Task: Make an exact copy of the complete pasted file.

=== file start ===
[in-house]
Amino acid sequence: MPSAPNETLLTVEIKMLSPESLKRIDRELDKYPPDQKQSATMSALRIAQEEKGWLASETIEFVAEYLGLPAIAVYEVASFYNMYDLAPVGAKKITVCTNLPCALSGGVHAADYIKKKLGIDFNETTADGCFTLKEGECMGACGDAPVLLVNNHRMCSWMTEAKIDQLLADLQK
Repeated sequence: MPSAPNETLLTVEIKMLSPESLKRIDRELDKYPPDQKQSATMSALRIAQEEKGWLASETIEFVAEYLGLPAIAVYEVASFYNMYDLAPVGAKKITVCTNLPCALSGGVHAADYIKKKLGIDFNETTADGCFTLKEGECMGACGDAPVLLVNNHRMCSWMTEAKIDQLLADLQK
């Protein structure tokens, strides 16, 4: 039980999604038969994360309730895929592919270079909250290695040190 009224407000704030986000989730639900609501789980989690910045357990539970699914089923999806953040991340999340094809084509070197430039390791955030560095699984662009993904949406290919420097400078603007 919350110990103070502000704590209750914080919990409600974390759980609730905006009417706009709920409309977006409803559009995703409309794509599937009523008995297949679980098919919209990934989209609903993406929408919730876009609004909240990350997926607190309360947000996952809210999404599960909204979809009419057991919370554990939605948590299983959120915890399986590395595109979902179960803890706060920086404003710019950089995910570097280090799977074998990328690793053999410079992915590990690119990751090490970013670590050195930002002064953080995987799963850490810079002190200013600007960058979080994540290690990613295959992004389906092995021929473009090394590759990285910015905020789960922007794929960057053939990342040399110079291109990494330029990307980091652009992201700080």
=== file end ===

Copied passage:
[in-house]
Amino acid sequence: MPSAPNETLLTVEIKMLSPESLKRIDRELDKYPPDQKQSATMSALRIAQEEKGWLASETIEFVAEYLGLPAIAVYEVASFYNMYDLAPVGAKKITVCTNLPCALSGGVHAADYIKKKLGIDFNETTADGCFTLKEGECMGACGDAPVLLVNNHRMCSWMTEAKIDQLLADLQK
Repeated sequence: MPSAPNETLLTVEIKMLSPESLKRIDRELDKYPPDQKQSATMSALRIAQEEKGWLASETIEFVAEYLGLPAIAVYEVASFYNMYDLAPVGAKKITVCTNLPCALSGGVHAADYIKKKLGIDFNETTADGCFTLKEGECMGACGDAPVLLVNNHRMCSWMTEAKIDQLLADLQK
């Protein structure tokens, strides 16, 4: 039980999604038969994360309730895929592919270079909250290695040190 009224407000704030986000989730639900609501789980989690910045357990539970699914089923999806953040991340999340094809084509070197430039390791955030560095699984662009993904949406290919420097400078603007 919350110990103070502000704590209750914080919990409600974390759980609730905006009417706009709920409309977006409803559009995703409309794509599937009523008995297949679980098919919209990934989209609903993406929408919730876009609004909240990350997926607190309360947000996952809210999404599960909204979809009419057991919370554990939605948590299983959120915890399986590395595109979902179960803890706060920086404003710019950089995910570097280090799977074998990328690793053999410079992915590990690119990751090490970013670590050195930002002064953080995987799963850490810079002190200013600007960058979080994540290690990613295959992004389906092995021929473009090394590759990285910015905020789960922007794929960057053939990342040399110079291109990494330029990307980091652009992201700080």